AUSTIN, Texas - Standardized tests like the SAT have become "far too disconnected from the work of our high schools," College Board President and CEO David Coleman said.
He said he expects an updated SAT test to change that.
From an event in Austin, Texas, Coleman said a redesigned SAT debuting in spring 2016 would include three sections, reading and writing, math and an essay, and would shift from its current score scale of 2400 back to 1600, with a separate score for the essay.
"We hope you breathe a sigh of relief that this exam will be focused, useful, open, clear and aligned with the work you will do throughout high school," Coleman said.
"Admissions officers and counselors have said they find the data from admissions exams useful, but are concerned that these exams have become disconnected from the work of high school classrooms and surrounded by costly test preparation," Coleman said.
For the first time, the College Board will partner with Khan Academy to provide free test preparation materials, starting in spring 2015.
Coleman also announced that all income-eligible students will receive fee waivers to apply to four colleges for free.
The redesigned test will take about three hours, with an additional 50 minutes for the essay, and will be administered by print and computer in 2016.
The updated test was expected to be released in 2015 but Coleman announced late last year it would be delayed until spring 2016.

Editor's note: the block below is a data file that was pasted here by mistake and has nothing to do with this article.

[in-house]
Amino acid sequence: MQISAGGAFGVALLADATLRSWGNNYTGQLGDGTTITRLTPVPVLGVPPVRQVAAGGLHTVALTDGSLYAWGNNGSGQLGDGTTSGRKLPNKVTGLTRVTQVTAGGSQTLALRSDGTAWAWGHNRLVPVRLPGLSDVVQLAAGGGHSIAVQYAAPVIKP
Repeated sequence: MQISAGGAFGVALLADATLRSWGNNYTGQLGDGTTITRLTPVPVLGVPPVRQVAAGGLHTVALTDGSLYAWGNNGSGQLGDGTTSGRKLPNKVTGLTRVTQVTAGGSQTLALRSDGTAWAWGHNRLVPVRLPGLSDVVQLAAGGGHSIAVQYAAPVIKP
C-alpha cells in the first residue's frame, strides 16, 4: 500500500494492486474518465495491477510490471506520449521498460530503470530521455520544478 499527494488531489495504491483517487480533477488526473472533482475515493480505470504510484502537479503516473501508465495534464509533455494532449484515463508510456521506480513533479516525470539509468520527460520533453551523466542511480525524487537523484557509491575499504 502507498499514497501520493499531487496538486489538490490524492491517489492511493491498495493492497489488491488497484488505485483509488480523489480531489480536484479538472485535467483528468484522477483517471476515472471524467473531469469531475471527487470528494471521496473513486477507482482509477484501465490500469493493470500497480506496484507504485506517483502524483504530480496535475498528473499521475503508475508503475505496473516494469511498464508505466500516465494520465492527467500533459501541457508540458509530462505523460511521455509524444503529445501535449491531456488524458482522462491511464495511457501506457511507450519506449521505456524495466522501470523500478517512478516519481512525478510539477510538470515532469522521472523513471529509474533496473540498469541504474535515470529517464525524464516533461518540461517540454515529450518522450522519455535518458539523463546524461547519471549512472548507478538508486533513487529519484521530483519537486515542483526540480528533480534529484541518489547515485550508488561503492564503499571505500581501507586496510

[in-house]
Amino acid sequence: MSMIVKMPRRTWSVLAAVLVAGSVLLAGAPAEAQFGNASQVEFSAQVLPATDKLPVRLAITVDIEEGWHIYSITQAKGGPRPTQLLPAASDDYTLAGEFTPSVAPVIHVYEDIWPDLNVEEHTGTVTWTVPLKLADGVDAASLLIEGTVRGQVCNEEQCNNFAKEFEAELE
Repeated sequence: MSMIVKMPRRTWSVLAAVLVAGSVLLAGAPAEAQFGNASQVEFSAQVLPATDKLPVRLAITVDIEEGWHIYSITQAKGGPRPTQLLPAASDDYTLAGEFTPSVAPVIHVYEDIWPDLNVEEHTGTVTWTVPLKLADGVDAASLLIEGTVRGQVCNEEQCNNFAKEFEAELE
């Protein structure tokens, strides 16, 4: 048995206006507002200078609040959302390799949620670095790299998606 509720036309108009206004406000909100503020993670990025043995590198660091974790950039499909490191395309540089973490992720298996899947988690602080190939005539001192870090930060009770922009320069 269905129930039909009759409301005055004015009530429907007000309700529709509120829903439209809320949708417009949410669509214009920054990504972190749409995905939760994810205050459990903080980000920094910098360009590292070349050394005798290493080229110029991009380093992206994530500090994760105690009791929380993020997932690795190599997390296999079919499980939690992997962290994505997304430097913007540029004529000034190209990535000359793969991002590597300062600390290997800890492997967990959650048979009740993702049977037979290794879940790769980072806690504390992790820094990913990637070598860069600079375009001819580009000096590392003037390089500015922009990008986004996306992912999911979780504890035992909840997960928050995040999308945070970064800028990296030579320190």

The last major changes to the SAT came in 2005, when the test added a written essay and altered some question formats.
The multiple choice SAT was first administered in 1926.
In recent years, another exam, the ACT has gained popularity as several states adopted it as part of their standardized testing programs.
While the majority of four-year colleges require an SAT or ACT exam score for admission, hundreds of colleges have shifted to test-optional policies that allow students to decide whether to submit a score.
Students' grades and the academic rigor of their courses weighs more heavily in college admissions decision than standardized test scores, class rank or interest in attending a particular school, according to the National Association for College Admission Counseling's 2013 "State of College Admission" report released in January.
The report was based on surveys sent to public and private high schools, postsecondary institutions and data from the College Board, The U.S. Department of Education and the U.S. Census Bureau.